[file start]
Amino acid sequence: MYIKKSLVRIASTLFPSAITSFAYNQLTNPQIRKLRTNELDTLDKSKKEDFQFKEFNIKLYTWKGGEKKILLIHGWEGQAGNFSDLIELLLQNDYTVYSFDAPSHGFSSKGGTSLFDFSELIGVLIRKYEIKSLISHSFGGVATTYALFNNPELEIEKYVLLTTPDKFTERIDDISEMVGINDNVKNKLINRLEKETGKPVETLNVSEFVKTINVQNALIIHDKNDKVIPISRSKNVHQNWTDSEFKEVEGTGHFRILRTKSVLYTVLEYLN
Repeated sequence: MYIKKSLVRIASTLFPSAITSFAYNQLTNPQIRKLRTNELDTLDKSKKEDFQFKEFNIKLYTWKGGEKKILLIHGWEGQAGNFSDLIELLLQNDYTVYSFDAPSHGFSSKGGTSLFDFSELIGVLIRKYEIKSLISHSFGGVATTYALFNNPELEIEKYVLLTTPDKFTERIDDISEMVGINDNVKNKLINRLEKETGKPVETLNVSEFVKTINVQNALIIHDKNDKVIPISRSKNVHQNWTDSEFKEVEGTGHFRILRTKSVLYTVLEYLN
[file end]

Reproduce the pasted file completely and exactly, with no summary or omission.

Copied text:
Amino acid sequence: MYIKKSLVRIASTLFPSAITSFAYNQLTNPQIRKLRTNELDTLDKSKKEDFQFKEFNIKLYTWKGGEKKILLIHGWEGQAGNFSDLIELLLQNDYTVYSFDAPSHGFSSKGGTSLFDFSELIGVLIRKYEIKSLISHSFGGVATTYALFNNPELEIEKYVLLTTPDKFTERIDDISEMVGINDNVKNKLINRLEKETGKPVETLNVSEFVKTINVQNALIIHDKNDKVIPISRSKNVHQNWTDSEFKEVEGTGHFRILRTKSVLYTVLEYLN
Repeated sequence: MYIKKSLVRIASTLFPSAITSFAYNQLTNPQIRKLRTNELDTLDKSKKEDFQFKEFNIKLYTWKGGEKKILLIHGWEGQAGNFSDLIELLLQNDYTVYSFDAPSHGFSSKGGTSLFDFSELIGVLIRKYEIKSLISHSFGGVATTYALFNNPELEIEKYVLLTTPDKFTERIDDISEMVGINDNVKNKLINRLEKETGKPVETLNVSEFVKTINVQNALIIHDKNDKVIPISRSKNVHQNWTDSEFKEVEGTGHFRILRTKSVLYTVLEYLN